Heat and Cold


What is a heat burst?

In a manner similar to what happens when a Santa Ana wind rushes down into the low coastal areas of southern California, a heat burst raises temperatures by compressing air. Usually associated with thunderstorms, heat bursts typically occur during the night when turbulent air from as high up as 20,000 feet is forced downward as a storm begins to break up and dissipate. Meteorologists theorize that this happens when virga (rain that evaporates before reaching the ground) is present in dry, cold air. The resulting denser air is pulled down by gravity, increasing air compression near the ground rapidly and causing temperatures to rise unexpectedly.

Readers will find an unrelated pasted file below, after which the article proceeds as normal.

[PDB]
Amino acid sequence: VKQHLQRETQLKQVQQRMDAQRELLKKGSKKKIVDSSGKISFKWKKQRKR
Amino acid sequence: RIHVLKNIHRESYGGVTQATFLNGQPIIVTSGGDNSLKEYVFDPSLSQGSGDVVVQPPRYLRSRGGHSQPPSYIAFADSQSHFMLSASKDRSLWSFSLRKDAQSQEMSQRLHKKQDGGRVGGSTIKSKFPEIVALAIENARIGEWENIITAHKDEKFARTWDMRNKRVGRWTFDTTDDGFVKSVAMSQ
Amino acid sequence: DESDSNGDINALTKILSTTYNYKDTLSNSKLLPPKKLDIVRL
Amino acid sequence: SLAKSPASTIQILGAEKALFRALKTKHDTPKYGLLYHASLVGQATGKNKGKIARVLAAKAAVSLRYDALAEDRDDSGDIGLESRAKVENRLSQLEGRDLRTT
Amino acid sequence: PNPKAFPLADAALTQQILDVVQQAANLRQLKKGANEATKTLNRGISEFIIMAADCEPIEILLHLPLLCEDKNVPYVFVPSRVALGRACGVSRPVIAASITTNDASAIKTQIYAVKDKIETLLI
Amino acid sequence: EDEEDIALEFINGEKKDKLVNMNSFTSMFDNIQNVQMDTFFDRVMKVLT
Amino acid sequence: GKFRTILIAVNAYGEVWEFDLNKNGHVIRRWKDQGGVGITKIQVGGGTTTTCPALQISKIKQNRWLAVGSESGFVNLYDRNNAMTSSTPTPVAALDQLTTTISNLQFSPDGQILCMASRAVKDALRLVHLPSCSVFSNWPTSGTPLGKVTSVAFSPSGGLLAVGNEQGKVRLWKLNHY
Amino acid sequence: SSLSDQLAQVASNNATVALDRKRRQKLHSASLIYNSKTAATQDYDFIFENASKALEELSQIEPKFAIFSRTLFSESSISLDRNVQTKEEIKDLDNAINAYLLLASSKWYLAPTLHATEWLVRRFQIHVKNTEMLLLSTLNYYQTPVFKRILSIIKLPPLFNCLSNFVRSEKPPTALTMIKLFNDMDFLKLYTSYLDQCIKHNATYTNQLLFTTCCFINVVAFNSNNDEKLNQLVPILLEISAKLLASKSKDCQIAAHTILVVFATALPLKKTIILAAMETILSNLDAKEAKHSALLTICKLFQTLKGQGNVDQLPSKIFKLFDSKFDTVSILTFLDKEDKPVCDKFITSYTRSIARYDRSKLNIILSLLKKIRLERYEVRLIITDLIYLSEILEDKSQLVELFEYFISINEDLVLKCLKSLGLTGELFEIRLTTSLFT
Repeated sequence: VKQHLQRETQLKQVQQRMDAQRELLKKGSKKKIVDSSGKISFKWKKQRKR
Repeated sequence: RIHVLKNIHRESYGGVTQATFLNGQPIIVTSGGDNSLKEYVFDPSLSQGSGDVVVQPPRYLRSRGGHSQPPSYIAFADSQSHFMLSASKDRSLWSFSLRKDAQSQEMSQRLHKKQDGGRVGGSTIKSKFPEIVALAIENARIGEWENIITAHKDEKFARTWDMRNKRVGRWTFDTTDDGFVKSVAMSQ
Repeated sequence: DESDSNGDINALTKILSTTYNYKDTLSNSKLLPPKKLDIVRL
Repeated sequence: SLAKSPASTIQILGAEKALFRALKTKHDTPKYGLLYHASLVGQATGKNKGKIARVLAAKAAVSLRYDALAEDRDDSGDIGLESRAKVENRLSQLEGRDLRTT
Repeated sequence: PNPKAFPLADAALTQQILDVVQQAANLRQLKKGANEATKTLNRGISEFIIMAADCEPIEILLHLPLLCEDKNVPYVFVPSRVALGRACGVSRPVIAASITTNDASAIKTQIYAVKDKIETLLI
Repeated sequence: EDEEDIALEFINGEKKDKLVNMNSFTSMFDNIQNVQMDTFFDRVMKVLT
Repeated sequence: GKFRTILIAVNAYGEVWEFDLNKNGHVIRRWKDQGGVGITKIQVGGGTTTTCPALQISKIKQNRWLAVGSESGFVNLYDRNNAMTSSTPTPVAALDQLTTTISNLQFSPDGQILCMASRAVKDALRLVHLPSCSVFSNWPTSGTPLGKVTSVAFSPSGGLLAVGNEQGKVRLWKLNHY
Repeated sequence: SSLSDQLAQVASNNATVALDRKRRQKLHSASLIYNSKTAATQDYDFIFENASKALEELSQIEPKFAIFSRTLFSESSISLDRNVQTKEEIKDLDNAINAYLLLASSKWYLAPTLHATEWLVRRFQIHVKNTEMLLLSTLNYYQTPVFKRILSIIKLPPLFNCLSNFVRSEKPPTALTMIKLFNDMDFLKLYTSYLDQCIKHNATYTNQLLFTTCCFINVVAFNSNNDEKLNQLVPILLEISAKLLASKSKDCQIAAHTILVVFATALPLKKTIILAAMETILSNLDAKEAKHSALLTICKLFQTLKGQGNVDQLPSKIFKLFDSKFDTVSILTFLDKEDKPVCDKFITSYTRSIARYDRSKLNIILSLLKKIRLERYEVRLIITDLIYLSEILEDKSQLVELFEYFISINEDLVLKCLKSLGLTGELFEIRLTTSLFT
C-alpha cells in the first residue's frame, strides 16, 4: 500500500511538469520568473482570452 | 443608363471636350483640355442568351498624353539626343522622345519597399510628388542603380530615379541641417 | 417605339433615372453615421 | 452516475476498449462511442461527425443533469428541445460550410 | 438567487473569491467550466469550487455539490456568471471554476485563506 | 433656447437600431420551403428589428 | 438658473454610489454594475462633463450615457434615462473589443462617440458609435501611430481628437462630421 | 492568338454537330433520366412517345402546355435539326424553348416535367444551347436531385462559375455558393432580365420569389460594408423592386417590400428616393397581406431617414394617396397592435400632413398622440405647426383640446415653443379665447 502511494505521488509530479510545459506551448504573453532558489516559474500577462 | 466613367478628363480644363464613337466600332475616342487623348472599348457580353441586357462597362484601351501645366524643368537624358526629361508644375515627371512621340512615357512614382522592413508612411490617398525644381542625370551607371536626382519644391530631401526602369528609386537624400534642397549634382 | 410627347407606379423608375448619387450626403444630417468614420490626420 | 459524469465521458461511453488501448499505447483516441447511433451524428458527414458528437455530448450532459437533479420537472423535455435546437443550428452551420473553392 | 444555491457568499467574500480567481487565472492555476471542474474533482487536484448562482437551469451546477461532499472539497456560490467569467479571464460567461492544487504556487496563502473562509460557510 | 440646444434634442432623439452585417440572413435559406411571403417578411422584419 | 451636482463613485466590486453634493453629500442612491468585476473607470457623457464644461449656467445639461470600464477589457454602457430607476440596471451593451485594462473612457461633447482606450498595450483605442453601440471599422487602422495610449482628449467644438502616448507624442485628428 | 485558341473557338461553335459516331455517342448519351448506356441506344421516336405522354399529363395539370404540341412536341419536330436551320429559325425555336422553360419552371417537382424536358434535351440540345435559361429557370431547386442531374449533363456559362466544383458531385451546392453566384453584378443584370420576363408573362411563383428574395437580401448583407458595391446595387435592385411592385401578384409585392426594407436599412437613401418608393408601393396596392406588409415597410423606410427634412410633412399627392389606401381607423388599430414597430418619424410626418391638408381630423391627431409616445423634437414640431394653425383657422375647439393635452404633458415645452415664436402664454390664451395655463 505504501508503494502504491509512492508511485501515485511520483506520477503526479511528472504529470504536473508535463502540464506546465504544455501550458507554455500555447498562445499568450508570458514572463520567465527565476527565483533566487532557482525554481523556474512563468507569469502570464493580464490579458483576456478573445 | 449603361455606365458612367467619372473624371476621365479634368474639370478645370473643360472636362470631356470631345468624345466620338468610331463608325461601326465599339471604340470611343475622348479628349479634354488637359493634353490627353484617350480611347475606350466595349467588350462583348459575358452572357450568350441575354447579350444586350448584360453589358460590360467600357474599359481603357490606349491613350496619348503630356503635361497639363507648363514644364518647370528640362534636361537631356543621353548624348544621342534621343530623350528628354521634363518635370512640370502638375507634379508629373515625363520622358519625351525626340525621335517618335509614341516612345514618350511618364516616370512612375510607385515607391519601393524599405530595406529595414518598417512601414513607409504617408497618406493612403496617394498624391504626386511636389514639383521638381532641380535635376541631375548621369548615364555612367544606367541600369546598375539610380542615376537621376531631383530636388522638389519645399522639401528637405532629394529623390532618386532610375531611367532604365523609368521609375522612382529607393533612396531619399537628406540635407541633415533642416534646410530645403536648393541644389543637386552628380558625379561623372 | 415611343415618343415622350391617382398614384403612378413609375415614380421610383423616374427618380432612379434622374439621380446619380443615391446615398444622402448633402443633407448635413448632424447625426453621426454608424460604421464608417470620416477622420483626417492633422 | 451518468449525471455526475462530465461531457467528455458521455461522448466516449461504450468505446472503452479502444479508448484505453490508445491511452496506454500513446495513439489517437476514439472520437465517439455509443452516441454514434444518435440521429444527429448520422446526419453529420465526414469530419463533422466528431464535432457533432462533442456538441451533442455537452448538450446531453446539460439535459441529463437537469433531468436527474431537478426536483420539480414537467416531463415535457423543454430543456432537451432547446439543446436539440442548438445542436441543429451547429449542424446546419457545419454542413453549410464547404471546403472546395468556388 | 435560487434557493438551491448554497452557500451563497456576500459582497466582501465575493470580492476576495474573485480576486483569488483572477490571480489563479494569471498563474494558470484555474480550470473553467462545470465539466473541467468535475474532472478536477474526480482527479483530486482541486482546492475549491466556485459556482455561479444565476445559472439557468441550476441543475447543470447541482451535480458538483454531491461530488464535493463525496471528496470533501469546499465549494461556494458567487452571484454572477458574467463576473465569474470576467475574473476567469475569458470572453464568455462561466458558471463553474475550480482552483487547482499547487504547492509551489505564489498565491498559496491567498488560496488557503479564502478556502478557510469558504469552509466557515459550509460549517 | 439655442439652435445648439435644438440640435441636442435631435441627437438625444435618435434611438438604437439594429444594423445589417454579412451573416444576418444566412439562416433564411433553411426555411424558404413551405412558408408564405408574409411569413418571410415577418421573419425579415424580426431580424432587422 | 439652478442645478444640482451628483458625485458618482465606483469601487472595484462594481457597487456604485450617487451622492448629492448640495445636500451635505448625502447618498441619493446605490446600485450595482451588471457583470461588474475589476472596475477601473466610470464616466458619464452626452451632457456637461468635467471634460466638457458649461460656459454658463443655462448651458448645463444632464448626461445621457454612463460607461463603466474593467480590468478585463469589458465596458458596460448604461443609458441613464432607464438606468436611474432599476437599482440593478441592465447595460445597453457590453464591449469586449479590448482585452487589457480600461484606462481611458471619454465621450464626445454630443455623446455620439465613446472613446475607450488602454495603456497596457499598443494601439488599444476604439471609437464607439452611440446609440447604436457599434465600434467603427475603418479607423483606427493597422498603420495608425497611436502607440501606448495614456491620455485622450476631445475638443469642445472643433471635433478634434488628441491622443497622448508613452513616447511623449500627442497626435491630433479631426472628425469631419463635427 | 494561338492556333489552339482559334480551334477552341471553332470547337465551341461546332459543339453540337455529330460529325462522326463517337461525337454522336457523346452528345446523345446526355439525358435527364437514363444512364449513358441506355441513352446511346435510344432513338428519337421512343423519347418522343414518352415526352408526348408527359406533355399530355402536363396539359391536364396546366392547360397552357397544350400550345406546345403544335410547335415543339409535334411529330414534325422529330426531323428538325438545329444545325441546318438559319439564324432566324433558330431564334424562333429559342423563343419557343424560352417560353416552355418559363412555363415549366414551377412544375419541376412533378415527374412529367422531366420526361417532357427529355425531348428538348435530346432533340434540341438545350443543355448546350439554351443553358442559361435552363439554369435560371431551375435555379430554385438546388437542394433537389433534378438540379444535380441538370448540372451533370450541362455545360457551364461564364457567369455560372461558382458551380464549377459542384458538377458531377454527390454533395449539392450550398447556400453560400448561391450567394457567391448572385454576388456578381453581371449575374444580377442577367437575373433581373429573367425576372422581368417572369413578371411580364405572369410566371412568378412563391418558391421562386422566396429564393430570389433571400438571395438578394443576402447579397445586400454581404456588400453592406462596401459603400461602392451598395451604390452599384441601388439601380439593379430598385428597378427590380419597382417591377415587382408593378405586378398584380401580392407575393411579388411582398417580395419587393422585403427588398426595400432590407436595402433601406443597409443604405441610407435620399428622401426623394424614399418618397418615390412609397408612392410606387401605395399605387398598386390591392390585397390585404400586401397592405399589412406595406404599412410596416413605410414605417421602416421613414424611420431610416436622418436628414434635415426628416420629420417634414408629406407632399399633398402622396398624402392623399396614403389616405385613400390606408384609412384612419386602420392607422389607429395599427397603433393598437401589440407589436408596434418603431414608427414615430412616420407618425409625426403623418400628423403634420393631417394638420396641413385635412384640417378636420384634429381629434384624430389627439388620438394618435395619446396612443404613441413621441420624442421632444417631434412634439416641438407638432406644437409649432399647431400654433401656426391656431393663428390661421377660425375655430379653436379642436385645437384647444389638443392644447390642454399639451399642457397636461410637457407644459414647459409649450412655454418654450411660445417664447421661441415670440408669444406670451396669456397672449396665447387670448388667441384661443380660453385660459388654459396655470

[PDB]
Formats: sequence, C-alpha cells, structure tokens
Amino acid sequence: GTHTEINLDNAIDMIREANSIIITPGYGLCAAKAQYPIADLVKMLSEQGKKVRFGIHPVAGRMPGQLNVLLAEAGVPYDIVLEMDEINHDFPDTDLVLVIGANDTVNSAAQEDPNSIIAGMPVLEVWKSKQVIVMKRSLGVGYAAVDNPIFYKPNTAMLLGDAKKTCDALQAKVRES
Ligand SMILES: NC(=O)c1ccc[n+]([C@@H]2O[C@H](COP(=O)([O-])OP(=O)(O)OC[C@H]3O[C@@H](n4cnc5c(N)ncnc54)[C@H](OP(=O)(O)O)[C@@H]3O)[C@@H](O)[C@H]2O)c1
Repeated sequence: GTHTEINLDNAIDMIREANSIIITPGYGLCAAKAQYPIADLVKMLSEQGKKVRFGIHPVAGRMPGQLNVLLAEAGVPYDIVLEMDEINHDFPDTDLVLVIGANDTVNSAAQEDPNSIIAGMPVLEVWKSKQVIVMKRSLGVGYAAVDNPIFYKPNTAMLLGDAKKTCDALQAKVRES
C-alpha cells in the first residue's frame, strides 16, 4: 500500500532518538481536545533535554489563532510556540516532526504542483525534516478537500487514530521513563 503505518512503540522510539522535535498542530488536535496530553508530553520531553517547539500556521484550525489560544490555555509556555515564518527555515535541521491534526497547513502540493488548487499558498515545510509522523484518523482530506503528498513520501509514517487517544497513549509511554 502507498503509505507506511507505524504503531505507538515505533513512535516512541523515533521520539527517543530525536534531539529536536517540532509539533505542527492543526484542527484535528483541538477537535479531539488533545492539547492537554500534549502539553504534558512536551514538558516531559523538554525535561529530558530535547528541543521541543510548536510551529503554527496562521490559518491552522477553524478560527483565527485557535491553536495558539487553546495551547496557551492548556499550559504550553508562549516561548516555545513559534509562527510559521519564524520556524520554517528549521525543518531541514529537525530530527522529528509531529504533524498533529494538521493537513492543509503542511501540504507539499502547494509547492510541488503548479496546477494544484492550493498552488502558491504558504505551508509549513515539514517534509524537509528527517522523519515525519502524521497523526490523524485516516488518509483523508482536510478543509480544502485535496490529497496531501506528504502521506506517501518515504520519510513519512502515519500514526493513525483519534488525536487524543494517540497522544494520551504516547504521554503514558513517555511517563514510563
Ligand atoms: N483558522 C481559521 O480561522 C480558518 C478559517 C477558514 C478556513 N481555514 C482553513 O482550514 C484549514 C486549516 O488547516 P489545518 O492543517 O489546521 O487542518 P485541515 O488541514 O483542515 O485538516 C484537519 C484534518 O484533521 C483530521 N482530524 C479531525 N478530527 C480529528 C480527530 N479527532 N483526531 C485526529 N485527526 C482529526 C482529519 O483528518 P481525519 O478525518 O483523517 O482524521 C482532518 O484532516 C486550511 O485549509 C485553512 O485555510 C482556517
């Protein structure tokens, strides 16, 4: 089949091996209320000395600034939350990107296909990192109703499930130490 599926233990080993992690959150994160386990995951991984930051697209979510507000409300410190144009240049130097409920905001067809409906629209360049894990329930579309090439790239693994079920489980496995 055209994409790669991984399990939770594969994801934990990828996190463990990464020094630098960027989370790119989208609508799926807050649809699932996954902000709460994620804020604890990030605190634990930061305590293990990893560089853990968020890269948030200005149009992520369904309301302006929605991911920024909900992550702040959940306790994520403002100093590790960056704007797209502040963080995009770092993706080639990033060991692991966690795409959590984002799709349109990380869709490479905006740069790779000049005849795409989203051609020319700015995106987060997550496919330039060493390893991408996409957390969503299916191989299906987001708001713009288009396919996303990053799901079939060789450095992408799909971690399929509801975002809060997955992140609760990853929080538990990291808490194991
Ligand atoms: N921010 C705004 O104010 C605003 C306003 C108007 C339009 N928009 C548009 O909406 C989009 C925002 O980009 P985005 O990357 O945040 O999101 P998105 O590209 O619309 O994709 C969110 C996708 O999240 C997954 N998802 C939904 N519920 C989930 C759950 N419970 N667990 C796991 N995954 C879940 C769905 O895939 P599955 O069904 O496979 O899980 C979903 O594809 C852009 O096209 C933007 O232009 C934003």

In Waco, Texas, on June 15, 1960, it was reported that a heat burst caused the temperature to soar to 140°F (60°C) for a brief period that was accompanied by winds of about 80 miles (129 kilometers) per hour. More recently, in May of 1996, temperatures rose from about 88°F (31°C) to 101°F (39°C) in the towns of Chickasha and Ninnekah in about 30 to 40 minutes; and on August 3, 2008, Sioux Falls, South Dakota, saw the temperature shoot up from about 72°F (22°C) to 101°F (39°C) during gusting winds of 50 to 60 miles (80 to 100 kilometers) per hour. Perhaps most remarkable was a heat burst during the recent heat wave and fires in Australia. On January 29, 2009, at 3:00 A.M., a heat burst maxed out thermometers at 107°F (41.7°C).


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